A petition to foster "consent culture" in Ontario sex education classes by a pair of grade 8 students is gaining momentum, and has even caught Premier Kathleen Wynne's attention.
Toronto students Tessa Hill and Lia Valente, both 13, have started a Change.org petition as part of "We Give Consent," a campaign calling on the province to include teachings about consensual sex in the Ontario Health Curriculum.
Image from the petition by "We Give Consent."
The petition points out that the curriculum was created in 1998, and that it includes nothing about consent.
"It teaches abstinence instead of properly teaching comprehensive sexual health education that includes safer sex and the importance of consent during sex," it reads.
Started on Dec. 21, 2014, the petition had just over 2,300 supporters as of Friday afternoon.
Wynne praised the teen girls for their work on the campaign, following a Friday interview with CBC's Metro Morning radio show, and invited them to speak with her.
A tweet from the "We Give Consent" Twitter page indicated that they would meet.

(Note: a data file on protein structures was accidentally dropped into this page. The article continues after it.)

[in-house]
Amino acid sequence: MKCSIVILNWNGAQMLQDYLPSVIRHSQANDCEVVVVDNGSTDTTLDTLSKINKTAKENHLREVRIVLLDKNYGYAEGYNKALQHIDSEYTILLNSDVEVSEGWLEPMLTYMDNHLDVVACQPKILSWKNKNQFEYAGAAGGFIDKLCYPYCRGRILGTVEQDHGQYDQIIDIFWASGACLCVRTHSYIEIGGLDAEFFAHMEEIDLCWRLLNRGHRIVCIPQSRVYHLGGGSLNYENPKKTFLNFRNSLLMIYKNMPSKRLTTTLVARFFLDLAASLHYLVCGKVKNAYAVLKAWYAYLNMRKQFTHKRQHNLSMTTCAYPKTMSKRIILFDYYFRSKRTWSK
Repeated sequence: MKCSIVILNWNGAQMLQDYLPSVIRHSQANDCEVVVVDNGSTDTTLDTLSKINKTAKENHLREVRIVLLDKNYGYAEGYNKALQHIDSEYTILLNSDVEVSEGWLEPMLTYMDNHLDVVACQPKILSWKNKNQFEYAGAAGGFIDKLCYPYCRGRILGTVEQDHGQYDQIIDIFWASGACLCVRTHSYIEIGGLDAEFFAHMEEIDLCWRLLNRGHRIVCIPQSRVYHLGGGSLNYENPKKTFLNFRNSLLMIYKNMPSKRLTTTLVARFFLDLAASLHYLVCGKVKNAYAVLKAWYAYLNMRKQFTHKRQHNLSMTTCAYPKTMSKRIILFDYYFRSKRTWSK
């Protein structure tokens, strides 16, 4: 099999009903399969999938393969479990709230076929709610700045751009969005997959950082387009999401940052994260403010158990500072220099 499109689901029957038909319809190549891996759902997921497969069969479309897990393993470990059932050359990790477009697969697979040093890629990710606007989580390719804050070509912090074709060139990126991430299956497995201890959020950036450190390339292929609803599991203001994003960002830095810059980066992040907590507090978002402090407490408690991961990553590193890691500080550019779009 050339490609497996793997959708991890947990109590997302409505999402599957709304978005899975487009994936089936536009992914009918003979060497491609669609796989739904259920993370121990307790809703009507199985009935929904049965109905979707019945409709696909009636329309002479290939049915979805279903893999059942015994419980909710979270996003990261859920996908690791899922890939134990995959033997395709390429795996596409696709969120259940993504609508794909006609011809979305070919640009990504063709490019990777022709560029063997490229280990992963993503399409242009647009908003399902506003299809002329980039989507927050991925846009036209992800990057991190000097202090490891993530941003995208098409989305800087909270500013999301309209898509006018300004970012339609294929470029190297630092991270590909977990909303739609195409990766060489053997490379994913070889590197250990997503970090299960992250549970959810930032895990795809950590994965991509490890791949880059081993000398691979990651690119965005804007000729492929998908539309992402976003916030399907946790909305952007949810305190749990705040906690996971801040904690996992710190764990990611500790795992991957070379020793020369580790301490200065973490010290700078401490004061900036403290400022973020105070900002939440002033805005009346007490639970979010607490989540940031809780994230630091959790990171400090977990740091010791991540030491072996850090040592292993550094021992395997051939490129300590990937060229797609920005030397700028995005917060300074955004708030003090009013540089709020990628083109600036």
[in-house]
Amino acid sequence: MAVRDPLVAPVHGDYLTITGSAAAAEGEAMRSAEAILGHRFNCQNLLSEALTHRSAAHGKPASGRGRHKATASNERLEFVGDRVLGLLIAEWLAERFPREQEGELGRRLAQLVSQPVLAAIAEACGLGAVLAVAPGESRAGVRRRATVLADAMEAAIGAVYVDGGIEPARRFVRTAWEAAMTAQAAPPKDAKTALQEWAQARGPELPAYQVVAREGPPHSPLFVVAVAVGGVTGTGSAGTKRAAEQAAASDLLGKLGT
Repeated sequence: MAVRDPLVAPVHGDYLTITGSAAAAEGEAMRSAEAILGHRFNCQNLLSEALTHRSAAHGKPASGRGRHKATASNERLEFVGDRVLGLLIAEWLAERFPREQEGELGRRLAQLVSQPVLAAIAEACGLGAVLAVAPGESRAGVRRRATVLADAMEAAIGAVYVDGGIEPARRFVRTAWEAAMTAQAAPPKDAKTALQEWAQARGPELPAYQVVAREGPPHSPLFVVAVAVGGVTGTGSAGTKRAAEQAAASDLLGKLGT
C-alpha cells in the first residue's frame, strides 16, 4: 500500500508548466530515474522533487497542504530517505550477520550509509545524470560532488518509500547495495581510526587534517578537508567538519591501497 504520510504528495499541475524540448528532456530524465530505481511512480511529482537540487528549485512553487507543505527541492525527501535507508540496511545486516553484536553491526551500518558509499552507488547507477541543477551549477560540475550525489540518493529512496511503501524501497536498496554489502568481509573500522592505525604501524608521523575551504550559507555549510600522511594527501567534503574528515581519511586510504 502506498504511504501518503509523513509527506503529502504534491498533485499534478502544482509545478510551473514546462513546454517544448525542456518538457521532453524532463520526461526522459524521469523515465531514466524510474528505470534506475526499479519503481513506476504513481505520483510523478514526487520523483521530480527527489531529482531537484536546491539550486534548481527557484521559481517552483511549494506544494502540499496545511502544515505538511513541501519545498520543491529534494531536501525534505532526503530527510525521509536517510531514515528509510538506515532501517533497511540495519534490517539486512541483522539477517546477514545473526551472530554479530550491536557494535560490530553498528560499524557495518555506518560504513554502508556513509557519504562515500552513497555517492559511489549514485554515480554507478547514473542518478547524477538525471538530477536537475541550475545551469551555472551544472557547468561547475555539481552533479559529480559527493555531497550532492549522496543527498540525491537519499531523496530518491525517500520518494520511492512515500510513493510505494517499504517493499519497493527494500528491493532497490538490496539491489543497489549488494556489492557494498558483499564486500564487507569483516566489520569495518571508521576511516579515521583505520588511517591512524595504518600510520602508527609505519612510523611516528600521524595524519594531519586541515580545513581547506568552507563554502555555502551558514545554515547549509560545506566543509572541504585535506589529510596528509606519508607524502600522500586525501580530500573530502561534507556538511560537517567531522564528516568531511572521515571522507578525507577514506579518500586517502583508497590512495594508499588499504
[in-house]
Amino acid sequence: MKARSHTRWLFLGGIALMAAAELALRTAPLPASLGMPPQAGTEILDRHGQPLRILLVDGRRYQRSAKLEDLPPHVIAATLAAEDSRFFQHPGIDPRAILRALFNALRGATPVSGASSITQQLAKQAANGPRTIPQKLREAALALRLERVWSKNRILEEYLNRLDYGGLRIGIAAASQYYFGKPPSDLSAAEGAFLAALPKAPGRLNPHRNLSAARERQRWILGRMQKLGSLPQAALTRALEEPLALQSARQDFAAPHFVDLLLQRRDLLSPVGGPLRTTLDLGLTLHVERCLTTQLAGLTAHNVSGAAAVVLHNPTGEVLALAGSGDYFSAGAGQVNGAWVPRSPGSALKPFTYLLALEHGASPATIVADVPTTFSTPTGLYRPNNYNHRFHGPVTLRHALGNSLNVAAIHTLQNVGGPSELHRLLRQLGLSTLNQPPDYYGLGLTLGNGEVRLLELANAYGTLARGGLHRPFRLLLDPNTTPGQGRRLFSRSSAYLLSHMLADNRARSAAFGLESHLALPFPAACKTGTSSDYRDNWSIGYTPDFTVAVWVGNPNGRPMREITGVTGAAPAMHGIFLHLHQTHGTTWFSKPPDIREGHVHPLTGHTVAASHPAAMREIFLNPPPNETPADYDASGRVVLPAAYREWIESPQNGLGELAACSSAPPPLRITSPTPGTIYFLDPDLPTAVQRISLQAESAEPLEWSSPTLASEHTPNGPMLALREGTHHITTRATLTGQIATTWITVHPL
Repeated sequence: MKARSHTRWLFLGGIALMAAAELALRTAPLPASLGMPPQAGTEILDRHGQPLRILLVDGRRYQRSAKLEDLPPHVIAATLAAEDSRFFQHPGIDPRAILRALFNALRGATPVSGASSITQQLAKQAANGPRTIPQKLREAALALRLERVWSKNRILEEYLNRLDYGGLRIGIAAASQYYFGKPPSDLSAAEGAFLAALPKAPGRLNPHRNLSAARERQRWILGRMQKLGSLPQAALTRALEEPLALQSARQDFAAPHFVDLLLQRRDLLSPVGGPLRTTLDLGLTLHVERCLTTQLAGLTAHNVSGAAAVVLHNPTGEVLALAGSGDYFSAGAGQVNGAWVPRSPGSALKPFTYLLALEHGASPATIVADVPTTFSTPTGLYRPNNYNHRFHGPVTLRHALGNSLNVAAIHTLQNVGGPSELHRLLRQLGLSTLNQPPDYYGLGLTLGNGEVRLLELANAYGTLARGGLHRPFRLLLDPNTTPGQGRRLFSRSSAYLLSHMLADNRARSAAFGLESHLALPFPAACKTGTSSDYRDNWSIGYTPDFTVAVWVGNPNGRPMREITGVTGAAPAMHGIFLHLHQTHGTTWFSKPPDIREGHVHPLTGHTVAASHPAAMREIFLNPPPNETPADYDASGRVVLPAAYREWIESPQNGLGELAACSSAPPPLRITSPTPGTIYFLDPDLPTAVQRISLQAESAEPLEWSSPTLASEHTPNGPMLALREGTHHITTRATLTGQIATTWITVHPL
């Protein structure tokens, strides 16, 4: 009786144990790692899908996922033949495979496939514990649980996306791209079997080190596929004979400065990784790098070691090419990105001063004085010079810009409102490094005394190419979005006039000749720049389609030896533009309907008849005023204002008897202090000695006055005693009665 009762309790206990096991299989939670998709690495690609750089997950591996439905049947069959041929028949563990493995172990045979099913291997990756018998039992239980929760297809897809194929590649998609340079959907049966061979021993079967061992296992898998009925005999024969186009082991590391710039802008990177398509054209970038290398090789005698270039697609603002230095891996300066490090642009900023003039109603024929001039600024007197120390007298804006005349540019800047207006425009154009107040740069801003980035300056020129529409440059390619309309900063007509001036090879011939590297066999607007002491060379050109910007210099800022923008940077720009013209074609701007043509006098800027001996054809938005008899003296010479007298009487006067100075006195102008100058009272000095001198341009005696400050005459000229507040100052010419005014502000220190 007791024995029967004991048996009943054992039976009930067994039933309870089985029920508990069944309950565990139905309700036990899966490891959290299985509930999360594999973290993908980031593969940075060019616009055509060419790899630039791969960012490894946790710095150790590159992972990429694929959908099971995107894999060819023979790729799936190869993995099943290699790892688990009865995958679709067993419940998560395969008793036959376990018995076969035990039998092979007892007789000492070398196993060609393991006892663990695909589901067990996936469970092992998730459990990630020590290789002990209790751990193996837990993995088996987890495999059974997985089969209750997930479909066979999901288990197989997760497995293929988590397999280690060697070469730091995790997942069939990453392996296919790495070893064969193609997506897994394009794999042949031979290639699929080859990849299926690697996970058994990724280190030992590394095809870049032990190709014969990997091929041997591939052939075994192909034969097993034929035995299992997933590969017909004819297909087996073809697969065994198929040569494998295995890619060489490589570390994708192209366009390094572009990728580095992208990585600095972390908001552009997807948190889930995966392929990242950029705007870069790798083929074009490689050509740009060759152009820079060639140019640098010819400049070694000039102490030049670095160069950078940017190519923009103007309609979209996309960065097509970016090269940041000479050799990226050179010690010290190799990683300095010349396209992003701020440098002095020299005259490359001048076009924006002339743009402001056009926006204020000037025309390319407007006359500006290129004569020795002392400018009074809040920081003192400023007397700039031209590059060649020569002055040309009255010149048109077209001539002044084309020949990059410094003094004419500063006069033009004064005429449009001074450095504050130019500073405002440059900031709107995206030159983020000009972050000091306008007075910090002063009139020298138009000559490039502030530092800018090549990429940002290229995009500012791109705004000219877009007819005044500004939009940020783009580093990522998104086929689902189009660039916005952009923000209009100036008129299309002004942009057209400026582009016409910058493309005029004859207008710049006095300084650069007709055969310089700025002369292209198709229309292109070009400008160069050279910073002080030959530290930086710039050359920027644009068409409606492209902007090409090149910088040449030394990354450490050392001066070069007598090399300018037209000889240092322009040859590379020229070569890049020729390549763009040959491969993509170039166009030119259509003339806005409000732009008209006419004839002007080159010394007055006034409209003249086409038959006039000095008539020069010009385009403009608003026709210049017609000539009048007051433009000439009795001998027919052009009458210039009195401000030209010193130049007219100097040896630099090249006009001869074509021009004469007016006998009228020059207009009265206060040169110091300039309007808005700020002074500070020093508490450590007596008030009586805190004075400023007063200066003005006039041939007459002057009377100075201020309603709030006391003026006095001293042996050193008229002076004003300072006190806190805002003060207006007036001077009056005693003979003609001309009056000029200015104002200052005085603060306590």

Hill and Valente told Canada.com that they started studying consent as part of a social justice project. They chose to study rape culture, and Hill told reporter Ashley Csanady that they learned, "in order to end rape culture, we have to create a consent culture."
But their aims, as far as teaching consent in the classroom, may have already been achieved.
The province announced last month that Education Minister Liz Sandals has been directed to "finalize a new health and physical education curriculum that gets at some of the root causes of gender inequality, and starts at the very earliest stages to develop an understanding of healthy relationships and consent."
The commitment comes as part of an action plan supporting victims of sexual violence and harassment, which is expected to be brought forward on International Women's Day (March 8), said a news release.
Hill and Valente welcomed the news, but are keeping the petition active in support of Wynne's move. Meanwhile, they're also making a short documentary about rape culture in the media, according to their campaign's Facebook page.
An updated version of Ontario's sex education curriculum came out in 2010, but was put aside following concerns from religious groups about grade 3 students being taught about homosexuality, as well as grade 7 kids learning about STDs, anal and oral sex, The Toronto Star reported Wednesday.
Sandals' spokeswoman Nilani Logeswaran told the newspaper the new curriculum is in its final draft stages.
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